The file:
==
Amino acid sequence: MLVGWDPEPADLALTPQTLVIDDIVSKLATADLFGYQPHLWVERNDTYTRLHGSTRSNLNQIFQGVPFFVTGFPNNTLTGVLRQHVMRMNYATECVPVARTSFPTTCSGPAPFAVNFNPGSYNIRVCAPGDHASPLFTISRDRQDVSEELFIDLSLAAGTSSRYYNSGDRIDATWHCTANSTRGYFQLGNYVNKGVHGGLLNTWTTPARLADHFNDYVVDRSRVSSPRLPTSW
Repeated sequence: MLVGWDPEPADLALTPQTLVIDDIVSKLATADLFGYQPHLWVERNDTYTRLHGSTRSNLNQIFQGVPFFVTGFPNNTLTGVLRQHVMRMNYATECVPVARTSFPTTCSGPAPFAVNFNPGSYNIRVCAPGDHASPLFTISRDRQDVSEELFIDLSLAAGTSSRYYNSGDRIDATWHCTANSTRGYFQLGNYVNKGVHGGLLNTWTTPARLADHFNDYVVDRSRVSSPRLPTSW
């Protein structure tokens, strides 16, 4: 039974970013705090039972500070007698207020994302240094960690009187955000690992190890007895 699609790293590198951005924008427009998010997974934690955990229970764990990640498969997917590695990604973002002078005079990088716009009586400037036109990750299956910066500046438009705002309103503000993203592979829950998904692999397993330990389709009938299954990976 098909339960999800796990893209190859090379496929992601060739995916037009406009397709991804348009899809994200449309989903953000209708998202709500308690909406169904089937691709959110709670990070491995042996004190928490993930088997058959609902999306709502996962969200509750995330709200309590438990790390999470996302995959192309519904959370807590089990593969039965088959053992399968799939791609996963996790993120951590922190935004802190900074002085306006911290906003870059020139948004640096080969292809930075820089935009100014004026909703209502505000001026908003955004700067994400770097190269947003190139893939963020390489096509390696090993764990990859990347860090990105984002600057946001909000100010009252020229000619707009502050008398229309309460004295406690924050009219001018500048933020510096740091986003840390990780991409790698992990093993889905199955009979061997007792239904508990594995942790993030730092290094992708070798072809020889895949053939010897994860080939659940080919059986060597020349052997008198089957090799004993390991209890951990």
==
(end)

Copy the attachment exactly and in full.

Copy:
Amino acid sequence: MLVGWDPEPADLALTPQTLVIDDIVSKLATADLFGYQPHLWVERNDTYTRLHGSTRSNLNQIFQGVPFFVTGFPNNTLTGVLRQHVMRMNYATECVPVARTSFPTTCSGPAPFAVNFNPGSYNIRVCAPGDHASPLFTISRDRQDVSEELFIDLSLAAGTSSRYYNSGDRIDATWHCTANSTRGYFQLGNYVNKGVHGGLLNTWTTPARLADHFNDYVVDRSRVSSPRLPTSW
Repeated sequence: MLVGWDPEPADLALTPQTLVIDDIVSKLATADLFGYQPHLWVERNDTYTRLHGSTRSNLNQIFQGVPFFVTGFPNNTLTGVLRQHVMRMNYATECVPVARTSFPTTCSGPAPFAVNFNPGSYNIRVCAPGDHASPLFTISRDRQDVSEELFIDLSLAAGTSSRYYNSGDRIDATWHCTANSTRGYFQLGNYVNKGVHGGLLNTWTTPARLADHFNDYVVDRSRVSSPRLPTSW
């Protein structure tokens, strides 16, 4: 039974970013705090039972500070007698207020994302240094960690009187955000690992190890007895 699609790293590198951005924008427009998010997974934690955990229970764990990640498969997917590695990604973002002078005079990088716009009586400037036109990750299956910066500046438009705002309103503000993203592979829950998904692999397993330990389709009938299954990976 098909339960999800796990893209190859090379496929992601060739995916037009406009397709991804348009899809994200449309989903953000209708998202709500308690909406169904089937691709959110709670990070491995042996004190928490993930088997058959609902999306709502996962969200509750995330709200309590438990790390999470996302995959192309519904959370807590089990593969039965088959053992399968799939791609996963996790993120951590922190935004802190900074002085306006911290906003870059020139948004640096080969292809930075820089935009100014004026909703209502505000001026908003955004700067994400770097190269947003190139893939963020390489096509390696090993764990990859990347860090990105984002600057946001909000100010009252020229000619707009502050008398229309309460004295406690924050009219001018500048933020510096740091986003840390990780991409790698992990093993889905199955009979061997007792239904508990594995942790993030730092290094992708070798072809020889895949053939010897994860080939659940080919059986060597020349052997008198089957090799004993390991209890951990």